Facebook's facial recognition software might not be so harmless. A recent study from Carnegie Mellon finds that the technology can help researchers locate people's social security numbers, just from the information on their Facebook profiles and their photo. When first released, Facebookers noted the inherent creepiness of facial recognition, but now that the tool can double as personal identification software, the technlogy is looking even more iffy. With this increased ability to ID its users, Facebook is slowly morphing from a social network to a possible identification service.

Facebook first released its facial recognition software last winter, sidestepping criticism by slowly rolling out the feature and allowing users to opt out of the service. But this study finds that the technology can be used in harmful ways. By mining Facebook profiles, the researchers could identify at least one personal interest of each subject and the first five digits of a social security number about 30 perecnt of the time. Sure, that's not a huge percentage, but it will only improve, lead researcher Alessandro  Acquisti told Network World's Richard Power.

As of today, automated face recognition isn't too accurate, but it keeps improving. If you look at the technological trends in cloud computing, the accuracy of face recognizers, and online self-disclosures, it is hard not to conclude that what we present today as a proof-of-concept in our study; will tomorrow become as common as everyday text-based searches on a search engine.

This isn't the first time Facebook has breached privacy concerns with users' identities. Facebook faces legislation for giving user data to advertisers. The applications transmitted Facebook IDs, which contain identifying information, to Internet tracking companies reported the Wall Street Journal, last October.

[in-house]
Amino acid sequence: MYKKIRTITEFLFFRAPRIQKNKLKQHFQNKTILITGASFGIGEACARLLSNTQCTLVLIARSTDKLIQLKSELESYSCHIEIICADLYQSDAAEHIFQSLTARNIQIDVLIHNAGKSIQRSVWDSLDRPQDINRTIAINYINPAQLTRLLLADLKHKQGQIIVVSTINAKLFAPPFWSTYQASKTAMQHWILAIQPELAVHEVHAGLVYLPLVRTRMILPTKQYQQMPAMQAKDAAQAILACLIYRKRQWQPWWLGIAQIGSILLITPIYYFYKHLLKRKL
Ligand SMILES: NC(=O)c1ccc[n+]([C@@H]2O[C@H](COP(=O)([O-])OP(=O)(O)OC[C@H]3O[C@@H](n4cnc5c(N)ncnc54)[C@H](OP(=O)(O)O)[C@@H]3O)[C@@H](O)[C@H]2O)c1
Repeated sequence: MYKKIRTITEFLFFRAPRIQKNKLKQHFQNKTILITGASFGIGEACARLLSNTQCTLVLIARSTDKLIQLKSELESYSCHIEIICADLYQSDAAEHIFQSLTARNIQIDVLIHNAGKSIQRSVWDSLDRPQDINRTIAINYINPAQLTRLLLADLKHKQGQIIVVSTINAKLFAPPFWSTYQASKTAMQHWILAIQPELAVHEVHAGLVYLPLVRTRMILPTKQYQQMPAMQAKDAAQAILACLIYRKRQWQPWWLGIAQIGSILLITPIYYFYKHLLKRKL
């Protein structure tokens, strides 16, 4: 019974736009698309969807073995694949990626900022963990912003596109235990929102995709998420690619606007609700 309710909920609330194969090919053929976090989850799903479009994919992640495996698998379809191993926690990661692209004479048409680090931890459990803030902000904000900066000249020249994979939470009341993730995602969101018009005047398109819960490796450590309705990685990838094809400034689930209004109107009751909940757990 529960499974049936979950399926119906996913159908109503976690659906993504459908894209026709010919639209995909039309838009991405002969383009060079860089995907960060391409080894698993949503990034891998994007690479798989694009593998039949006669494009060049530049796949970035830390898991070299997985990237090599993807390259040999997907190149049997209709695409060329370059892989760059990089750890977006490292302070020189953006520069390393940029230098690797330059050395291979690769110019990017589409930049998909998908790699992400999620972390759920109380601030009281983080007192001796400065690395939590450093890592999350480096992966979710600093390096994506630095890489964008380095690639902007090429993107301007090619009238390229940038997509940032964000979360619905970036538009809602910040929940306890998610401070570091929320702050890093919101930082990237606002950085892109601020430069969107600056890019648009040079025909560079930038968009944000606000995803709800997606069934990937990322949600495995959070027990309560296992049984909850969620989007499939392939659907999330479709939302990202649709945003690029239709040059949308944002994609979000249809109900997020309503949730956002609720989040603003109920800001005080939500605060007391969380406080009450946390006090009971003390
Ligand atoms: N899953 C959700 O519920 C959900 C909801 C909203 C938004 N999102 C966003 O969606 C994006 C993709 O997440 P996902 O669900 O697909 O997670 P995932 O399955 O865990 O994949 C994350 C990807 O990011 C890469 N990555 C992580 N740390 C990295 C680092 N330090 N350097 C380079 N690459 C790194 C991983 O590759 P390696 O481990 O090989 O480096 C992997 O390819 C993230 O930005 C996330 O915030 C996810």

Given that people tend to represent their true selves on Facebook, incorporating more sophisticated identification software makes Facebook a much more dangerous tool,  Acquisti explained to Power. "About 90% of Facebook users use their real identities on the network. If you combine this fact with another, i.e., that the vast majority also use frontal face photos of themselves as their primary profile photos (which, by the way, Facebook makes visible to all by default), you end up with the concept of a de facto Real ID." 

With facial recognition software that can discern users' true identities--not just the personae they choose to create online--Facebook becomes a much more powerful identification tool. "This paper really establishes that re-identification is much easier than experts think it's going to be," Paul Ohm, a law professor at University of Colorado Law School, told the Wall Street Journal's Julia Angwin. As these technologies develop in concert with people putting more information online, we might need to rethink the way our cyber identities effect our real lives, argues Forbes' Kashmir Hill. "We’ve been thinking about privacy in cyberspace, but we need to start thinking about it in the real world, with augmented reality."